Genesis 2.21-22:

"So the LORD God caused a deep sleep to fall upon the man, and while he slept took one of his ribs and closed up its place with flesh. And the rib that the LORD God had taken from the man he made into a woman and brought her to the man."

So here's a picture of what was happening in Genesis 2.21- 22:

Sermon 11.11.18 PM diagram

Something was taken out of Adam, so that when he came together with the woman in marriage, it would be not just a union but, in a profound sense, a re-union. So look on to Genesis 2.23:

"Then the man said,
'This at last is bone of my bones
and flesh of my flesh;
she shall be called Woman,
because she was taken out of Man.'"

So notice first how he says that. It's poetry – the first human poetry in the Bible – so he's excited. And it's easy for teaching like this to sound the exact opposite as it plods through bullet points on the purposes of sex. But God's Word is saying here: there's meant to be excitement and attraction and chemistry and romance and sexual desire. And the Bible book Song of Solomon celebrates that. It's also a poem about courtship and marriage. And here are some lines from the guy in it as he romances his girl which you could tuck away for future use:

"…Your hair is like a flock of goats
leaping down the slopes of Gilead."
[Song of Solomon 4.1]

"Your teeth are like a flock of shorn ewes
That have come up from the washing…"
[Song of Solomon 4.2]

So there's meant to be excitement and attraction and chemistry and romance and sexual desire. But if we're led by those things alone we'll end up hurting others and ourselves – because we're fallen people whose thoughts and desires are disordered and untrustworthy. Instead, we need to be led by God's creation-design. We need the revealed lines of his Word to channel our sexual drive in the way that is right and good, just like a river needs its banks.

So, Genesis 2.23 again, Adam says,

"This at last is bone of my bones
and flesh of my flesh…"

So there's that picture again.


And it's of two complementary parts making a whole new thing that wasn't there before – rather than just two of what was there before, two of the same thing. It's like the complementary colours that, when you bring them together, make up white light – a whole new thing that wasn't there before. And that's something which same-sex relationships cannot do. That's not to say they can't be committed and faithful. It's just to say: they don't create this whole new thing, this reunion of two things designed especially for union.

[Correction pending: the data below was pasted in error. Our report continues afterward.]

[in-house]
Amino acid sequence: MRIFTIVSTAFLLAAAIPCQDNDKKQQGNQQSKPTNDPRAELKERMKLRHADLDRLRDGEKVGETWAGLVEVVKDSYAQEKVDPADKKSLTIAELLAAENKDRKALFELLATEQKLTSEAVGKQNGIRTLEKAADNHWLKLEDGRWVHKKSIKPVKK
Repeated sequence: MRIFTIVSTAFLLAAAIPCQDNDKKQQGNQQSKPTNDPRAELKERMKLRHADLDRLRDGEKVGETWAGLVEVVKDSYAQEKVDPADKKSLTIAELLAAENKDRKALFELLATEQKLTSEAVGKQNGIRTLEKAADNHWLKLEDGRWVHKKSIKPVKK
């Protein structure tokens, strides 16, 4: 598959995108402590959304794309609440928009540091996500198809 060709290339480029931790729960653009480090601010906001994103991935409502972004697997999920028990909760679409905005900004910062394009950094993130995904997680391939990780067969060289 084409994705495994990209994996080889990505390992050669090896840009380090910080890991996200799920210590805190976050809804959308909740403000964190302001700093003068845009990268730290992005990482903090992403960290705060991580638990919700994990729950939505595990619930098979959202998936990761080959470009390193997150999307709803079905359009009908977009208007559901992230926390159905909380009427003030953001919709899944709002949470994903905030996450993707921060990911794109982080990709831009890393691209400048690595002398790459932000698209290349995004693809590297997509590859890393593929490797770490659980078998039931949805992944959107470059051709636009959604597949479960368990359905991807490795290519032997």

Onto Genesis 2.24:

"Therefore a man shall leave his father and his mother and hold fast to his wife and they shall become one flesh."

So what does marriage involve? Well, firstly:

"…a man shall leave his father and his mother…"

So he and his wife become a new family. Which doesn't mean he neglects his parental family – but he 'leaves' them (as she needs to, as well) in the sense that his new family takes priority. And that needs to happen publicly, because sexual relationships are never just a private matter. They affect existing families, and society as a whole, for good or ill. Therefore, marriage involves public commitment so that there is accountability and support and protection for it from those around it.

Next in Genesis 2.24, it says he shall

"…hold fast to his wife…"

Literally, 'he shall stick permanently' to her. And that's the covenant-making word to describe promising to love one another faithfully for life. Which is why at a wedding we don't ask the couple, 'Do you love each other?', because that's about feelings – which may bring people together but won't hold them together. To hold them together takes promised faithfulness. And that's why we ask, 'Will you love one another… for better for worse, for richer for poorer, in sickness and in health, till death you do part?' And, looking at the end of Genesis 2.24, only after that does it say: